On November 17, 2010, the U.S. Environmental Protection Agency (EPA) announced the second list of chemicals for which EPA intends to issue test orders under the Endocrine Disruptor Screening Program (EDSP). EPA also released its draft policies and procedures for requiring Tier 1 screening under the EDSP, and a new guidance document outlining weight-of-evidence (WoE) policies. This column explains why the issuance of the second list of EDSP screening chemicals, and the proposed policies and procedures for obtaining testing, are important developments.[pullquote]
The second list of chemicals includes pesticides, perfluorocarbon compounds (PFC), pharmaceuticals, and those used as plasticizers or in the production of pharmaceutical and personal care products. The chemicals include a significant number of Toxic Substances Control Act (TSCA) chemicals that EPA has identified as priorities under the Safe Drinking Water Act (SDWA) and that may be found in sources of drinking water.
The draft policies and procedures are intended, according to EPA, to supplement the policies and procedures that the agency published in April 2009. The policies and procedures address both substantive and administrative issues.
EPA's draft, "Weight-of-Evidence Guidance Document: Evaluating Results of EDSP Tier 1 Screening to Identify Candidate Chemicals for Tier 2 Testing," is intended "to set forth some general principles, criteria and considerations EPA generally believes to be relevant using a WoE approach to evaluate data submitted as part of EPA's EDSP" Tier 1 screening assays.
EPA summarizes the EDSP as a "two-tiered paradigm for screening and testing chemicals with the potential to interact with the endocrine system." Tier 1 screening identifies substances that have the potential to interact with the estrogen, androgen or thyroid hormonal systems. Tier 2 testing aims to identify further and characterize chemical-induced interactions with estrogen, androgen or thyroid hormonal systems for risk assessment. EPA states that it expects the diversity in endocrine endpoints within the Tier 1 screening assays to provide corroborating information and support a WoE evaluation to yield a decision as to whether the chemical identified in Tier 1 requires additional testing in Tier 2.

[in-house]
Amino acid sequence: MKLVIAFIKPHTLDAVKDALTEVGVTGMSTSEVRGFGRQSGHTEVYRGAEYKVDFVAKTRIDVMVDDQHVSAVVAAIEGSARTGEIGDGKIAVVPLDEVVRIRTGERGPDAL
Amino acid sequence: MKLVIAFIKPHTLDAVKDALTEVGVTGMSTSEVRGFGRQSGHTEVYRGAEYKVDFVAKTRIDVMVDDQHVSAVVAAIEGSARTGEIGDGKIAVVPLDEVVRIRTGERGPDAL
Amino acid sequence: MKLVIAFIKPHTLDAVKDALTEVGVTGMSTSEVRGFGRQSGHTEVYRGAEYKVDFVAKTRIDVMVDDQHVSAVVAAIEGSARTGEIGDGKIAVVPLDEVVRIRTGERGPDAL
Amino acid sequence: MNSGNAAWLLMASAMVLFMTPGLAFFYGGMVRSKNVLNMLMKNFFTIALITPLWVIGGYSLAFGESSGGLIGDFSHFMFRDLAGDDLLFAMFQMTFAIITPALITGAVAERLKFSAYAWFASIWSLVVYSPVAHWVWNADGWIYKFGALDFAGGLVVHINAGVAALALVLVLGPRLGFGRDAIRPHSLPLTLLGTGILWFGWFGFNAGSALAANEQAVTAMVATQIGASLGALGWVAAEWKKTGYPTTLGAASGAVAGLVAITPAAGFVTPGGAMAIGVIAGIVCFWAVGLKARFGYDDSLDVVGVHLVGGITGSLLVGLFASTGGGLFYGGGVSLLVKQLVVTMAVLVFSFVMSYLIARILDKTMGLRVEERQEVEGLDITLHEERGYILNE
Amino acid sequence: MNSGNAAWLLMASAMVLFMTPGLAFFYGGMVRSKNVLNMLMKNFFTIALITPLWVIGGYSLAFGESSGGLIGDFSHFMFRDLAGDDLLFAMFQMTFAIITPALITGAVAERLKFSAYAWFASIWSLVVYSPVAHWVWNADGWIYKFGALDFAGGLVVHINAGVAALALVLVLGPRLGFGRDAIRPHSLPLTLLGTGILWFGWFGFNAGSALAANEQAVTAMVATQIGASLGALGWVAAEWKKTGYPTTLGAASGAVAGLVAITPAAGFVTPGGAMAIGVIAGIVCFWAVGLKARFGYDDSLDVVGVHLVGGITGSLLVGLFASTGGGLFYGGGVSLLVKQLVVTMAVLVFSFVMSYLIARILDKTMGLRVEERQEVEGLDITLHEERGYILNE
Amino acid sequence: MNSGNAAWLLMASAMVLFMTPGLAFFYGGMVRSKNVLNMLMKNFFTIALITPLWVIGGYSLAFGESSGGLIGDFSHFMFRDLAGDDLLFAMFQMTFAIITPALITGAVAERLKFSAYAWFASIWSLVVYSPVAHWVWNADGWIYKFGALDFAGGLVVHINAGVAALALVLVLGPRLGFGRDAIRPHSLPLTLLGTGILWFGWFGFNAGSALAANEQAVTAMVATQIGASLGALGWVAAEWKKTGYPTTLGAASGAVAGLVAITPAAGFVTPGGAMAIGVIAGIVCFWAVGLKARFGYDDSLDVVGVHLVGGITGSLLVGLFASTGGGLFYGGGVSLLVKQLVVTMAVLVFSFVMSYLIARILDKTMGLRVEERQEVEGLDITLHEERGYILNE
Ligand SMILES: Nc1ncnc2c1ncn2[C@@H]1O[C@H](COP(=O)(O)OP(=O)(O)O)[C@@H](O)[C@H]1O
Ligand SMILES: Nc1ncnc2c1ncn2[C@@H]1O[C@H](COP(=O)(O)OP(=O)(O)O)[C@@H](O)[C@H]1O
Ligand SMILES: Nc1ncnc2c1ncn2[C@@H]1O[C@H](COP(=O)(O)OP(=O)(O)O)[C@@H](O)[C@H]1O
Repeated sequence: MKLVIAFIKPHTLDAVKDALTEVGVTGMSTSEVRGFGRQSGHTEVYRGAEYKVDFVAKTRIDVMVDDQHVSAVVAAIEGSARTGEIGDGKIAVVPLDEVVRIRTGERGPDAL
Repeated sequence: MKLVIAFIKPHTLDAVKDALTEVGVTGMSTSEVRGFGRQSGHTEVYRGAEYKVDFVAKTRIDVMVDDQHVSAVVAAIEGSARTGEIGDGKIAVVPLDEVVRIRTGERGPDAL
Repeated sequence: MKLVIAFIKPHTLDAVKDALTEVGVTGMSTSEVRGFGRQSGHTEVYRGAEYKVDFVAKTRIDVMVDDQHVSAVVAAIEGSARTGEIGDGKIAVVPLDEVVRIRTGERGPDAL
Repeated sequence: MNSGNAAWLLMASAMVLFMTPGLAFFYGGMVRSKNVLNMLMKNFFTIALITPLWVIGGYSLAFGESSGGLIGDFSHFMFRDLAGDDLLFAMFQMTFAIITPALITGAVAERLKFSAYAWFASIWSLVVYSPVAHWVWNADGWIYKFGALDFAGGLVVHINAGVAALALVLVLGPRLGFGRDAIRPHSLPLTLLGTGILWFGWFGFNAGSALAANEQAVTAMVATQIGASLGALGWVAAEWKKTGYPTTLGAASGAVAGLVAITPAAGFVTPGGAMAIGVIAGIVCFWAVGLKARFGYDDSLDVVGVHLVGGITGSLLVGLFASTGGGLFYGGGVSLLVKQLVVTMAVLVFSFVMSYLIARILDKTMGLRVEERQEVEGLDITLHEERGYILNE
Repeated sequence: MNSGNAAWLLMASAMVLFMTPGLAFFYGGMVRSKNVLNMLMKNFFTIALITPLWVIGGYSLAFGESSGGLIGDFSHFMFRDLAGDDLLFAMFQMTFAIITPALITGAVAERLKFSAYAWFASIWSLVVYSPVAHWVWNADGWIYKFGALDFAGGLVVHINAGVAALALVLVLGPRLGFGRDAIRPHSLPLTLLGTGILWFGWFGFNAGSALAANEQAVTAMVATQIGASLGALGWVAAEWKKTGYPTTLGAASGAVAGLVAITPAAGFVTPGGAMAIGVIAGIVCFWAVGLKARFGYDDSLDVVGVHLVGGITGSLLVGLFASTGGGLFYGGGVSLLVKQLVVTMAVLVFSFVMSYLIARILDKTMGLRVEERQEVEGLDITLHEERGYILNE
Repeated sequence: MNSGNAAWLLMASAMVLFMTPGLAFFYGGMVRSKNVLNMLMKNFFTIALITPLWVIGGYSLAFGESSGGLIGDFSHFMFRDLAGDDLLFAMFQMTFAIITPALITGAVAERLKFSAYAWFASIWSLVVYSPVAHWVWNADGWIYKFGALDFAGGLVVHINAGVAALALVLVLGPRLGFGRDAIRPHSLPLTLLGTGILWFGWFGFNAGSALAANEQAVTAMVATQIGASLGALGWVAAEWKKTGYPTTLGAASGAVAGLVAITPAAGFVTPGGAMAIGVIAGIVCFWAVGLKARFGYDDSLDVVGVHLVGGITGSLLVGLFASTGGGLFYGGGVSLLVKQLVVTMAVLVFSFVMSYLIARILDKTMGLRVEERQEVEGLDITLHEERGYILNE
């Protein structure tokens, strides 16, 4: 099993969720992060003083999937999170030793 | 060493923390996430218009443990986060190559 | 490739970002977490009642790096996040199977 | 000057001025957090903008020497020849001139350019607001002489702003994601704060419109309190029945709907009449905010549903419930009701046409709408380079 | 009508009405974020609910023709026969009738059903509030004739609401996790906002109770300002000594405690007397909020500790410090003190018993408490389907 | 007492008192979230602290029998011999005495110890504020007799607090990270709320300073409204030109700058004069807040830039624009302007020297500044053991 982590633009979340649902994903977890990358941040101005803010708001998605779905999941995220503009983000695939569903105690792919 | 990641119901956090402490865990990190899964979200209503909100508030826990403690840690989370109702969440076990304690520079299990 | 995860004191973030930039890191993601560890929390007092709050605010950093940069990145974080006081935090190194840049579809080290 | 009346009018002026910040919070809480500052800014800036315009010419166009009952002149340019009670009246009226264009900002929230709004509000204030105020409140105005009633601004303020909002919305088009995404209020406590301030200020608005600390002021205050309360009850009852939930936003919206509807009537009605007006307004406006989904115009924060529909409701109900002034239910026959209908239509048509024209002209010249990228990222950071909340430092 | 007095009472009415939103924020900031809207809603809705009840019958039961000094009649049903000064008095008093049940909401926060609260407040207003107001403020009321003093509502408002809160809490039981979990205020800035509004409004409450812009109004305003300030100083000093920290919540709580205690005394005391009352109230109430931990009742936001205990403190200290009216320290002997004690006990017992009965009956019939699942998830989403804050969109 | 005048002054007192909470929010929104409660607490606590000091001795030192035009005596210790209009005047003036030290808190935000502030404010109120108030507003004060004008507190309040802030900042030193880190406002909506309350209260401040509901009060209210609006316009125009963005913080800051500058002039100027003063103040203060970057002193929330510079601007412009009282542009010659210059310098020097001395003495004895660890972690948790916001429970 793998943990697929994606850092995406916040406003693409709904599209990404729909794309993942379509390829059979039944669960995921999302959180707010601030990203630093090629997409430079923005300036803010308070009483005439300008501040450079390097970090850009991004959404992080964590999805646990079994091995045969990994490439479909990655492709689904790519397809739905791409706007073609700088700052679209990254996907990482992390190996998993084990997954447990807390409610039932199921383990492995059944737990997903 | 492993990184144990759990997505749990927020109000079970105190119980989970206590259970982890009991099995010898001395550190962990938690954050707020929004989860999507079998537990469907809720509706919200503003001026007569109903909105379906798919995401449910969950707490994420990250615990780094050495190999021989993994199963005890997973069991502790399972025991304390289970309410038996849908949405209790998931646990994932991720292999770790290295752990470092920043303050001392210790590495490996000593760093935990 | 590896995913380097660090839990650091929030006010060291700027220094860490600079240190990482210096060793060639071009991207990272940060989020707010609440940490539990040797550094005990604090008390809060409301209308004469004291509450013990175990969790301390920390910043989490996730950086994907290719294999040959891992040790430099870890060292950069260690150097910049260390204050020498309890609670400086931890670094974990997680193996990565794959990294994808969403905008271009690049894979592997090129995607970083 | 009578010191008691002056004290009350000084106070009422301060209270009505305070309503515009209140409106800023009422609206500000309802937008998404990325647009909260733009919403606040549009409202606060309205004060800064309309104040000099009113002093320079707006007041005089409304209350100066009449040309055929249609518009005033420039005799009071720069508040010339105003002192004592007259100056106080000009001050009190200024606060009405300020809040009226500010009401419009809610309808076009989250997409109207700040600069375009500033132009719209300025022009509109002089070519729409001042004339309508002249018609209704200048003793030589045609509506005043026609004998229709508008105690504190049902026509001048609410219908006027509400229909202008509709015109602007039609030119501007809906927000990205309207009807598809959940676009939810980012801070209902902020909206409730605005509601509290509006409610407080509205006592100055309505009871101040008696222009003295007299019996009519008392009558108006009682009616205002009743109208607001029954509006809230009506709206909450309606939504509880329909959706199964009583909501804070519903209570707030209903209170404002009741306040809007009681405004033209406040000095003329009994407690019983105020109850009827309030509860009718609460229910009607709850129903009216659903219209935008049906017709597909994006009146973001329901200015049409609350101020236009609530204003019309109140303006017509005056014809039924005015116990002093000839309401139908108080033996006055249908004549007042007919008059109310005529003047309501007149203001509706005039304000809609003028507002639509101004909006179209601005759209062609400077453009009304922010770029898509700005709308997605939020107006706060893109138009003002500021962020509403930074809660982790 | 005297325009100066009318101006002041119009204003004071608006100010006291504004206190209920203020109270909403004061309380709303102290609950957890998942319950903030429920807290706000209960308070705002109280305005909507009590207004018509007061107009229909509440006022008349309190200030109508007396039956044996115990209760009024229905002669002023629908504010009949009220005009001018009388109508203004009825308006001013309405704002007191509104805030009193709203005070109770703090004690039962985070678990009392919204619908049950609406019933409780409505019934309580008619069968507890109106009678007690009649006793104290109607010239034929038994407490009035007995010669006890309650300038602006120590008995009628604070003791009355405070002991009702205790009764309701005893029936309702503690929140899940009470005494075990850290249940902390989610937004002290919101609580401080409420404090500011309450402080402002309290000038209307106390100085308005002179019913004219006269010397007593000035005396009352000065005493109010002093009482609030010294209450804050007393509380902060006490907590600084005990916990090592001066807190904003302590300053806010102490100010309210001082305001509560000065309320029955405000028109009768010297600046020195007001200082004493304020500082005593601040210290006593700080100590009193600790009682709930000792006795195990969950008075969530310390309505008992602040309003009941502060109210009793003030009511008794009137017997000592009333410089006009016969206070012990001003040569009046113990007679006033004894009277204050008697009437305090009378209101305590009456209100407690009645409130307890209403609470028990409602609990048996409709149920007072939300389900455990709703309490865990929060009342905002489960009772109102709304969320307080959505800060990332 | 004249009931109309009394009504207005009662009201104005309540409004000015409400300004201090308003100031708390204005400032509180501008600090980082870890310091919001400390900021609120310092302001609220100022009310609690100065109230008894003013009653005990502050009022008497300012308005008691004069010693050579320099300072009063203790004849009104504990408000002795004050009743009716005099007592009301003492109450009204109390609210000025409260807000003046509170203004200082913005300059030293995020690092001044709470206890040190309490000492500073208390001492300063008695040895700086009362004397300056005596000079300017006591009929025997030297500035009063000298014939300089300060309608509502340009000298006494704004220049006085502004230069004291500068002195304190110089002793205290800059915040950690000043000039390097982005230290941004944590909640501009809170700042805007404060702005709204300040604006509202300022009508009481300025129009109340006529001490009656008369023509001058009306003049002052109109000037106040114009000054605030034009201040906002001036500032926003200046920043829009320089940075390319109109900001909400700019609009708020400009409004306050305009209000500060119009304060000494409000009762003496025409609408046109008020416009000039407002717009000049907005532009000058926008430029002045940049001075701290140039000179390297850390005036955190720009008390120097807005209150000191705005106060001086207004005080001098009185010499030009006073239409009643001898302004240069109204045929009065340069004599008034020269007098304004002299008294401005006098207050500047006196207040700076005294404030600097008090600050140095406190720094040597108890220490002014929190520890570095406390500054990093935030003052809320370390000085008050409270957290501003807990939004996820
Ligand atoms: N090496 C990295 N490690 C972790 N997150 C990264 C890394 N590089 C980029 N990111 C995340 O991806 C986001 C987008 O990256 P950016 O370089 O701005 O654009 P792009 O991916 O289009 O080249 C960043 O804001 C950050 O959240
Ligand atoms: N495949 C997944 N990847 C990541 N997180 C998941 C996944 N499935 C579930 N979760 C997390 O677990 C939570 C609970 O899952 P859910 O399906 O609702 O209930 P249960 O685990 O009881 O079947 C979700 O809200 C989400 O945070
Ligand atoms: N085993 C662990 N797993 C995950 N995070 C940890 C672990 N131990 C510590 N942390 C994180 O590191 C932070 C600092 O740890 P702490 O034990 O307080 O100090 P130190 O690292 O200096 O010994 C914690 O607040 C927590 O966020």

The guidance itself notes that this approach is not meant to be any different in its application to the endocrine program than from other areas of scientific assessment where EPA utilizes a WoE approach. It is interesting that this announcement acknowledges that the approach will be used to evaluate "other scientifically relevant information" — which has been a controversial element of EPA's endocrine testing program. Many interested parties insist that if EPA fairly and fully evaluates the body of existing data already developed and submitted to EPA, the need for the now-required "lower-tier" endocrine effect tests would not be justified.
Putting it in Perspective
This list builds on the earlier requirements originating under the 1996 Food Quality Protection Act. EPA's endocrine testing program first broadened to include chemicals used in pesticide formulations that otherwise would be subject to TSCA testing. This latest list expands EPA's domain from pesticide and toxics programs to chemicals in other EPA program areas such as drinking water.
The expansion of the endocrine program's domain indicates that EPA may intend to use its authority to address concerns with other chemicals arising out of other programs and agencies; and to compensate, to some degree, for the shortcomings in testing authority found in other statutes administered by both EPA and other federal agencies. The latest list, for example, incorporates pharmaceuticals that have drinking water exposures as EPA believes they may present endocrine effect risks. This lets EPA take the lead from the Food and Drug Administration in this regard. Plainly, EPA's approach could greatly expand the number of chemicals subject to testing orders.
Chemical manufacturers and downstream users of these chemicals should monitor this program carefully. Although a chemical's inclusion in the second list does not mean the substance is an endocrine disruptor, certain inferences will nonetheless be drawn and manufacturers and users of chemicals subject to screening could be subject to deselection or other adverse commercial consequences. Stakeholders should monitor the docket, be aware of comments submitted, and watch for new developments as to chemicals of concern. This listing is the first step in a series that can be expected to have commercial consequences.
Lynn is managing director of Bergeson & Campbell, P.C., a Washington, D.C.-based law firm that concentrates on chemical industry issues. The views expressed herein are solely those of the author. This column is not intended to provide, nor should be construed as, legal advice.
Lynn L. Bergeson is Chemical Processing's Regulatory Editor. You can e-mail her at [email protected].